BRISBANE, Australia — When it comes to promoting a stronger memory at any age through diet, most doctors and nutritionists point patients and clients toward lots of berries, seafood, and leafy green vegetables. Now, however, fascinating new findings suggest that mushrooms can also benefit memory in a major way.
To be clear, we’re only talking about one variety of edible mushroom: Hericium erinaceus, often referred to as lion’s mane mushroom. The research team at the University of Queensland report newly discovered active compounds found in that mushroom helped improve both brain cell growth and memory in pre-clinical trials.
“Extracts from these so-called ‘lion’s mane’ mushrooms have been used in traditional medicine in Asian countries for centuries, but we wanted to scientifically determine their potential effect on brain cells,” Professor Frederic Meunier from the Queensland Brain Institute says in a university release.
“Pre-clinical testing found the lion’s mane mushroom had a significant impact on the growth of brain cells and improving memory,” Meunier continues. “Laboratory tests measured the neurotrophic effects of compounds isolated from Hericium erinaceus on cultured brain cells, and surprisingly we found that the active compounds promote neuron projections, extending and connecting to other neurons.”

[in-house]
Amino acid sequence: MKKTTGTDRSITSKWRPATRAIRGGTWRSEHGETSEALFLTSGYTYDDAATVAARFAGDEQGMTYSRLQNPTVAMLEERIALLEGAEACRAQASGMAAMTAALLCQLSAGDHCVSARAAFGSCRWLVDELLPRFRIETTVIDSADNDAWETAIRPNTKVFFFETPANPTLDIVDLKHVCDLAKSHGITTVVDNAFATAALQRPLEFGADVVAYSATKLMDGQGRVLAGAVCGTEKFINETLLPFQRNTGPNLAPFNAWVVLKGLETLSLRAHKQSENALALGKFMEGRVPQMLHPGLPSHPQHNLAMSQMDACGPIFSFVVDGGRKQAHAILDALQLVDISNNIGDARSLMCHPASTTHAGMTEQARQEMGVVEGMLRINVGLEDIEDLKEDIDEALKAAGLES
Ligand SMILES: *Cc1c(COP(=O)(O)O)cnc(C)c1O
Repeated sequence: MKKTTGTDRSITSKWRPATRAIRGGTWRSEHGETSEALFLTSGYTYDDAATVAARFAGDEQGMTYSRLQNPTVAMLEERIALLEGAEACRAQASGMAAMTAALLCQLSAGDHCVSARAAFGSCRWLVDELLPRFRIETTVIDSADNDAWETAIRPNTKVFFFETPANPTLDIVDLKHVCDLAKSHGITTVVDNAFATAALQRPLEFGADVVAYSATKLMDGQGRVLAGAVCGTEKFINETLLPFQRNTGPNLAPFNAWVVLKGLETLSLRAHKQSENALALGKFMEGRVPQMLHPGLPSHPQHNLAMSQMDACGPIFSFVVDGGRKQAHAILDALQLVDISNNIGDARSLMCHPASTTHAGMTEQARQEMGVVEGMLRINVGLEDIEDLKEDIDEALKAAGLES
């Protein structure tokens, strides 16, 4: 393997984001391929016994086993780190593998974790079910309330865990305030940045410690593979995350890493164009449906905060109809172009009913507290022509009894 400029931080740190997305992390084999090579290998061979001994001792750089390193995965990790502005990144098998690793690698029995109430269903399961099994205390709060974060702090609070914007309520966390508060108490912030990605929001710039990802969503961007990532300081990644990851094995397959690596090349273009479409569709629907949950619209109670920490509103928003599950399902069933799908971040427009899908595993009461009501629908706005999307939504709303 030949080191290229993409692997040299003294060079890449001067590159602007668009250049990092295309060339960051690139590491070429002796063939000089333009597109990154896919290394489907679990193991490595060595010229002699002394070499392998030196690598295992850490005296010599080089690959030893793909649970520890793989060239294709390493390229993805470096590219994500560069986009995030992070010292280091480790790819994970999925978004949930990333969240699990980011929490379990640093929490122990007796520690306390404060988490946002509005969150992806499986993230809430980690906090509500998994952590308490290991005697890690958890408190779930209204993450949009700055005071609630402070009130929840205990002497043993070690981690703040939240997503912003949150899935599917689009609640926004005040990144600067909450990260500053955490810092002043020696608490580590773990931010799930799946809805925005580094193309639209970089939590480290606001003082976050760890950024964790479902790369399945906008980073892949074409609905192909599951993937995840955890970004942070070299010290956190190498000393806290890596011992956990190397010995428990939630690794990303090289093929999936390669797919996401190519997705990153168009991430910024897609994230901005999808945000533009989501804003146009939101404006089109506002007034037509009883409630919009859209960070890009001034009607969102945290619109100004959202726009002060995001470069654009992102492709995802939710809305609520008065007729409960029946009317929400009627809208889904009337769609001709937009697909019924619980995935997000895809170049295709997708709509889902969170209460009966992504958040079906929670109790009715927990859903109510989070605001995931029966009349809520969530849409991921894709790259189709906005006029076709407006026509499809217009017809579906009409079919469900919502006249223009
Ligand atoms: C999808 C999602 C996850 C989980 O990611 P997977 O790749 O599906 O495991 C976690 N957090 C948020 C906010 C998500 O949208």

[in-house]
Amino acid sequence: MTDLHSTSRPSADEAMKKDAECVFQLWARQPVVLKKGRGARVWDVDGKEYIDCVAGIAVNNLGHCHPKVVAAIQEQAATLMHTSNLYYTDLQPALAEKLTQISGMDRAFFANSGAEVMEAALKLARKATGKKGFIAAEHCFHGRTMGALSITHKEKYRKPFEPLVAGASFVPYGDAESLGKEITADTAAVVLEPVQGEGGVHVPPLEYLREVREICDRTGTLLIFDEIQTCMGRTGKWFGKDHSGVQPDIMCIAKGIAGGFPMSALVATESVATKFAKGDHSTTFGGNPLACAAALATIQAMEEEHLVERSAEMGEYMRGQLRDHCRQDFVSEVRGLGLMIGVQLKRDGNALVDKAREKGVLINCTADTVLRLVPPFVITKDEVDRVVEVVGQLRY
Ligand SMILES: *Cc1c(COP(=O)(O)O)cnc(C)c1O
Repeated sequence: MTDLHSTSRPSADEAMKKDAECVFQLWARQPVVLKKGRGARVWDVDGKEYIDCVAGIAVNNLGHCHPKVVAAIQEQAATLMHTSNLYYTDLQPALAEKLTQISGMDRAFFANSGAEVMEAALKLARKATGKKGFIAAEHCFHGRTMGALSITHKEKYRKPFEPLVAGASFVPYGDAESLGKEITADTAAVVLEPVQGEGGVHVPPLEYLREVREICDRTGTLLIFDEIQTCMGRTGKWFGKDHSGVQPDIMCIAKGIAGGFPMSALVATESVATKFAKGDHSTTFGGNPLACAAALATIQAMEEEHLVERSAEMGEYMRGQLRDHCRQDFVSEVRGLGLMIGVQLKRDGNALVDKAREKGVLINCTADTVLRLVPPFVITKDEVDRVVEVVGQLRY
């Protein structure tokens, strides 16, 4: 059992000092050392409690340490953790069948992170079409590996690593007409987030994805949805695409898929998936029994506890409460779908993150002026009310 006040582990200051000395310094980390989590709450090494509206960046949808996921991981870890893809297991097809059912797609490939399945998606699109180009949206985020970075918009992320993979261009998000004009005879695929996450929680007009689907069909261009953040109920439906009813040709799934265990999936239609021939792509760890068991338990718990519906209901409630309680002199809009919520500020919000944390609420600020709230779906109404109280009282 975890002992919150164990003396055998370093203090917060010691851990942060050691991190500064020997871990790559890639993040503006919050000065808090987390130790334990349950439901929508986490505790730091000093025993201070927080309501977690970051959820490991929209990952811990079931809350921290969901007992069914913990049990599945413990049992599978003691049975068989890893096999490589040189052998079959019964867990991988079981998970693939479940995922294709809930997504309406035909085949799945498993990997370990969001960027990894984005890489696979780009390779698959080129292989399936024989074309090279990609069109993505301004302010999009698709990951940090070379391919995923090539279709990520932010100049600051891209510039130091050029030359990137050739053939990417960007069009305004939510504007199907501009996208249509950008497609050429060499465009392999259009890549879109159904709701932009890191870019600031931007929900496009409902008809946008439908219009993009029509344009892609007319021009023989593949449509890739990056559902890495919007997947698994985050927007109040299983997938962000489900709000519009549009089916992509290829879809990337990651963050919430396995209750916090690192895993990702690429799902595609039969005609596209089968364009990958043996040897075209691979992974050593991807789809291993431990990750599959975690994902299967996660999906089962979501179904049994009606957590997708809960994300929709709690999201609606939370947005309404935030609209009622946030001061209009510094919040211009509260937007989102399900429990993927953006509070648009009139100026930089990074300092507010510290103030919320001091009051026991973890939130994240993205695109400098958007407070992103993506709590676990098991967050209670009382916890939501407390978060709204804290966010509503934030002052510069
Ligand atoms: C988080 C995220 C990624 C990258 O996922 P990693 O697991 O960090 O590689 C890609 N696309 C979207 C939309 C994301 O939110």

“Using super-resolution microscopy, we found the mushroom extract and its active components largely increase the size of growth cones, which are particularly important for brain cells to sense their environment and establish new connections with other neurons in the brain.”
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Study co-author Dr. Ramon Martinez-Marmol believes this revelation may help develop various new treatments against neurodegenerative cognitive disorders such as Alzheimer’s disease and other forms of dementia.
“Our idea was to identify bioactive compounds from natural sources that could reach the brain and regulate the growth of neurons, resulting in improved memory formation,” Martinez-Marmol comments.
Notably, Dr. Dae Hee Lee from CNGBio Co, which supported and collaborated on this research project, also notes that people have been using lion’s mane mushrooms to treat various ailments and promote strong health among traditional Chinese medicine circles since ancient times.
“This important research is unravelling the molecular mechanism of lion’s mane mushroom compounds and their effects on brain function, particularly memory,” Dr. Lee concludes.
The study appears in the Journal of Neurochemistry.